DARPA looked into this some, the “Catcher’s Mitt” study. I do not believe they found a reasonable solution.

The NASA Innovative Advanced Concepts program has had some studies as well. One of those looked promising, the “Brane Craft,” designed by a PI at the Aerospace Corp. It’s a thin memBrane (get it?) spacecraft, not unlike a sheet of Saran Wrap, with thrusters and electronics embedded on the surfaces in a method similar to how TV panels are made. It had enough Delta-V that a 100g spacecraft could feasibly de orbit 7-8 2kg pieces of debris. Unfortunately, the PI has retired.

This is a hard problem, and perhaps the hardest part of it is that the people who launched what are now called “debris” still own those spacecraft, and many of them will not cooperate with removal. If you move a dead spacecraft and the company that owns it complains about it, do you have to pay them? How much?

I am interested in potentially participating in any meeting that you decide to have. Thanks.

This is an interesting and multifaceted subdomain - thanks @crointel for the suggestion. XPRIZE has led the way in driving regulatory changes, notably in the Ansari XPRIZE, so we don’t need to count out the idea yet. I’m curious if anyone in the community has knowledge of proposed regulatory frameworks for handling ‘space junk’?

There’s a brief review about national and international regulation about space junk. It seems no binding international regulatory framework available yet, as of today.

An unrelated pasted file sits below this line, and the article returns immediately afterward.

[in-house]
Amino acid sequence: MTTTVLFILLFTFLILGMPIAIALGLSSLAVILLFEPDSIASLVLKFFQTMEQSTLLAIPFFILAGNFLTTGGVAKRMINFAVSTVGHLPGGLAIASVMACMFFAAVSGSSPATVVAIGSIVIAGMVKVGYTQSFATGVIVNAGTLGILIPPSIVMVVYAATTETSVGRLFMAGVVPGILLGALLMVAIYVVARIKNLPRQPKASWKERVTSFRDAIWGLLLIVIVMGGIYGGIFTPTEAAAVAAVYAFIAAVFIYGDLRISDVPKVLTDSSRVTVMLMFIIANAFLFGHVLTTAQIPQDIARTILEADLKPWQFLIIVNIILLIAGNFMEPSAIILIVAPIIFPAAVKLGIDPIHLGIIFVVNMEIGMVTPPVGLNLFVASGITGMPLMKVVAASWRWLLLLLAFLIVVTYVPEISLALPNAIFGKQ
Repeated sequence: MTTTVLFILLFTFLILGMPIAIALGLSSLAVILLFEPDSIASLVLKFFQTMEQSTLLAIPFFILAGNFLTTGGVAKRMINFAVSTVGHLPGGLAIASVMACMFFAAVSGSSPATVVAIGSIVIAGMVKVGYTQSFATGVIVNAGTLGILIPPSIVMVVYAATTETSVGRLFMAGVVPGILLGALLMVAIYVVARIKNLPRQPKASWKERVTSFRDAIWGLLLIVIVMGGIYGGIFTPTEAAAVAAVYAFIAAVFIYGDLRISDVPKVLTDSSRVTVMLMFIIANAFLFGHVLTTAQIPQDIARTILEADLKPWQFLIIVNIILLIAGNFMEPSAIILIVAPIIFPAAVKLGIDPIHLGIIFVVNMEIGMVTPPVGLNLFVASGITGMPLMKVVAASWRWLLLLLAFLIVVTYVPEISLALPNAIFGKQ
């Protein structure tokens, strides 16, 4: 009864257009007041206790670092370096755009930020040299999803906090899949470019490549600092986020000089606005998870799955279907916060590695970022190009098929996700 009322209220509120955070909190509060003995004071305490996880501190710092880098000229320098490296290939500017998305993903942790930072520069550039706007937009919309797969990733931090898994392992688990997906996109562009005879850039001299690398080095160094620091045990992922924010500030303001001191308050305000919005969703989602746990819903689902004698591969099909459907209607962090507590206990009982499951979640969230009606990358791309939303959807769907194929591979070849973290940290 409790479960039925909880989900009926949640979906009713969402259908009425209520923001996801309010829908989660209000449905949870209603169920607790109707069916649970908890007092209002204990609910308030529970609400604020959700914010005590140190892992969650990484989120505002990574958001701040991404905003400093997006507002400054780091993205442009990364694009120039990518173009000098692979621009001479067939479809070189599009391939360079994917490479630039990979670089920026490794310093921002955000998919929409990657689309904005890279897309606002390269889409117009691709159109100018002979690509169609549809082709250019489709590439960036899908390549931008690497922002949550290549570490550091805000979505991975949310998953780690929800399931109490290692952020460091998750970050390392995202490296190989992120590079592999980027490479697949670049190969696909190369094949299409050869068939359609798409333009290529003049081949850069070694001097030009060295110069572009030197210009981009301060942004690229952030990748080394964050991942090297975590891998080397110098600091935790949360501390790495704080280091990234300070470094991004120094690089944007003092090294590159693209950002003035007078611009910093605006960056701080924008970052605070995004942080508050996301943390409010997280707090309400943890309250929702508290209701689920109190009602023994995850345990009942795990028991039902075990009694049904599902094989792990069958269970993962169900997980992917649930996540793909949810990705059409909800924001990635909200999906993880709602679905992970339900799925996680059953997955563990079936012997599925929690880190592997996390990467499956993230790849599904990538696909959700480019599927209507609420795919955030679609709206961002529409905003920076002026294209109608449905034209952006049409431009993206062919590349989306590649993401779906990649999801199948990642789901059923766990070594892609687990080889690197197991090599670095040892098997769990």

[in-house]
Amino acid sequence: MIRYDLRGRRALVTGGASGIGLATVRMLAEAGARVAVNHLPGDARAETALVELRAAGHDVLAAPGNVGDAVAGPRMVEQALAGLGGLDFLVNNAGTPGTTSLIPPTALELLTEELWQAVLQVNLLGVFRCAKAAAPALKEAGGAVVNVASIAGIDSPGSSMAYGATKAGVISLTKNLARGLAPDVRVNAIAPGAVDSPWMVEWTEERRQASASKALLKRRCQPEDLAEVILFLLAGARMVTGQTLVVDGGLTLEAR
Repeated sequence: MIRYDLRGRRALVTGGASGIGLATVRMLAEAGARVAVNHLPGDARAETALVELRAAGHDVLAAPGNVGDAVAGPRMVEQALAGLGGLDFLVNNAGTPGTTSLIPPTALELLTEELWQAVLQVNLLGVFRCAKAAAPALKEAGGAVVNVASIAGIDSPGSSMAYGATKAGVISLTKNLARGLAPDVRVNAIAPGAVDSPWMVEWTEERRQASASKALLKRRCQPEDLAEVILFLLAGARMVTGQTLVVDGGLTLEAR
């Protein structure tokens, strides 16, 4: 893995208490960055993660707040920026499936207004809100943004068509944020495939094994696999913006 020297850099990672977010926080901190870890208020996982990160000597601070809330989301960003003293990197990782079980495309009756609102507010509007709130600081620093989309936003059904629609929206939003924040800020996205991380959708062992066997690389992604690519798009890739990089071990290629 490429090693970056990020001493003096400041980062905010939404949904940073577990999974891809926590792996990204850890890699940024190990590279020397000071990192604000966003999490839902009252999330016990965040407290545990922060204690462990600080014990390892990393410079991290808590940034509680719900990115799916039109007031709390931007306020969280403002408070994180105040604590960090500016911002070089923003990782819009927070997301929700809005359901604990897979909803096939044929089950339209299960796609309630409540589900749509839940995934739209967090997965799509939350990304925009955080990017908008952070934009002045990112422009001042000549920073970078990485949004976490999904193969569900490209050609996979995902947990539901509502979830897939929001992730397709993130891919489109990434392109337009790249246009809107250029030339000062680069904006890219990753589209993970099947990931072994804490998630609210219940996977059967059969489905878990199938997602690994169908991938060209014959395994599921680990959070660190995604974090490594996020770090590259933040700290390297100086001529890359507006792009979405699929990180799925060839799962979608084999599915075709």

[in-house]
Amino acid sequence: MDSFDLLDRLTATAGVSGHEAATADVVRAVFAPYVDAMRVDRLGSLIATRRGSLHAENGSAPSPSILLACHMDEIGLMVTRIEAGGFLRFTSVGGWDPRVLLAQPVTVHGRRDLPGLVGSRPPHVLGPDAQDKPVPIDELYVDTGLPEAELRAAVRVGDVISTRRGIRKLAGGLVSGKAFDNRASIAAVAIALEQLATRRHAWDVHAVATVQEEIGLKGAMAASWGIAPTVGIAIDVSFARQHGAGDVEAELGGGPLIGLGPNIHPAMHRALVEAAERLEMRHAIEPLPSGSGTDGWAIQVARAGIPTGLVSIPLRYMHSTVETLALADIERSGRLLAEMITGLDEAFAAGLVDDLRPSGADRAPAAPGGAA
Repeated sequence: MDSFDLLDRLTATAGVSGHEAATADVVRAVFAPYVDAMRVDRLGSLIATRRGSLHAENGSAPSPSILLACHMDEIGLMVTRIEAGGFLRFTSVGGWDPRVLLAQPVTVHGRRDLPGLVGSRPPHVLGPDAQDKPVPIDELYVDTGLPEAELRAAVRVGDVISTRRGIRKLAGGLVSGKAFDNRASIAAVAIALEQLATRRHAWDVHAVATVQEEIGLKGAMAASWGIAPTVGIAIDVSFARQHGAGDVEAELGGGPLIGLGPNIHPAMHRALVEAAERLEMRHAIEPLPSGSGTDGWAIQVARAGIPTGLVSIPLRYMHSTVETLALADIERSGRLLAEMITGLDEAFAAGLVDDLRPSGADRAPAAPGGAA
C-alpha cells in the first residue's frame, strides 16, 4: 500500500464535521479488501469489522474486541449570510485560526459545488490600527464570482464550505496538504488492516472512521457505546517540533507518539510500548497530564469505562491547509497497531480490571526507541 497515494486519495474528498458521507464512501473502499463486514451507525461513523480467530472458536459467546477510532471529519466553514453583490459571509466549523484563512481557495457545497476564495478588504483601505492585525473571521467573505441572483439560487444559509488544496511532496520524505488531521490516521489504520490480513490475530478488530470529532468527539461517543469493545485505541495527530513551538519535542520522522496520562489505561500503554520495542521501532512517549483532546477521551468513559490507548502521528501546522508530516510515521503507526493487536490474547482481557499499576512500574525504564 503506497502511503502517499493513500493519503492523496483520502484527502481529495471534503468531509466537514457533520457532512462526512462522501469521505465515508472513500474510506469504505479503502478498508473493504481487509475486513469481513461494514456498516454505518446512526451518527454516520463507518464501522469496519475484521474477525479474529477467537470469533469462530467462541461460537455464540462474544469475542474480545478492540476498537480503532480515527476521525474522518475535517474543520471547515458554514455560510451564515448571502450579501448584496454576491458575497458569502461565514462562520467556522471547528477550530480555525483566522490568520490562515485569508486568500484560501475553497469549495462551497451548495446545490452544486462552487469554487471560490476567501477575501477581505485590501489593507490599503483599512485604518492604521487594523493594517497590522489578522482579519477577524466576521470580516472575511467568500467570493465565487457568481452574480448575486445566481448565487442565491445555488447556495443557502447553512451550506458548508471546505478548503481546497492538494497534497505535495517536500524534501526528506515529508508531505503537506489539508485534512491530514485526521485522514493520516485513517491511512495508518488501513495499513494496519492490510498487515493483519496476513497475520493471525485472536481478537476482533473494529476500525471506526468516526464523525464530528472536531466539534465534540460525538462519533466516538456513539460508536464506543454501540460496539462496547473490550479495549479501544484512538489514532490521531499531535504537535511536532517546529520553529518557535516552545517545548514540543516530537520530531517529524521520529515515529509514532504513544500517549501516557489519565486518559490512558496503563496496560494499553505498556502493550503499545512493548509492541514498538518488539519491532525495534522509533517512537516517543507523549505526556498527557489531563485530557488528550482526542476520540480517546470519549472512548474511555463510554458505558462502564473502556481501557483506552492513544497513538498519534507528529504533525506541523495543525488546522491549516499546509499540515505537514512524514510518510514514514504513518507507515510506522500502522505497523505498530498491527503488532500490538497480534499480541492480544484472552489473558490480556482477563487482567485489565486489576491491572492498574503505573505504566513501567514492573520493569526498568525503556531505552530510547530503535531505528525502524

@kblackwe, @derleth, @buzlityr, I wonder if you can shed some light on this topic for us as well. Specifically to @TerryMulligan’s question on the regulatory framework(s) for handling space “junk” - but we welcome your thoughts on the topic in general as well! Do you agree this is a worthwhile topic for XPRIZE to focus on? If so, please let us know and up-vote this idea!

@derleth -
This is an interesting direction of thought. I haven’t even considered the regulatory aspects of space junk removal.

That said, do we really want to concern ourselves with those kinds of dilemmas? It seems to me (perhaps as a naive technology solutionist) that we should move forward first, and then let the UN and governments figure the regulatory aspect after the fact. That’s the way things were done in the case of asteroid mining (which failed at the moment, but not because of regulatory issues).

Well, I agree to some extent. But no company is going to be able to remove space junk without considering liabilities. (I remember real estate people saying “it’s easy to do millions of dollars worth of damage to a $100k property, just think of the costs of renovating a gas station! If someone ruled against your company after the fact, you’d be out one company.) Governments might be able to do so without a legal framework in place, and perhaps they should.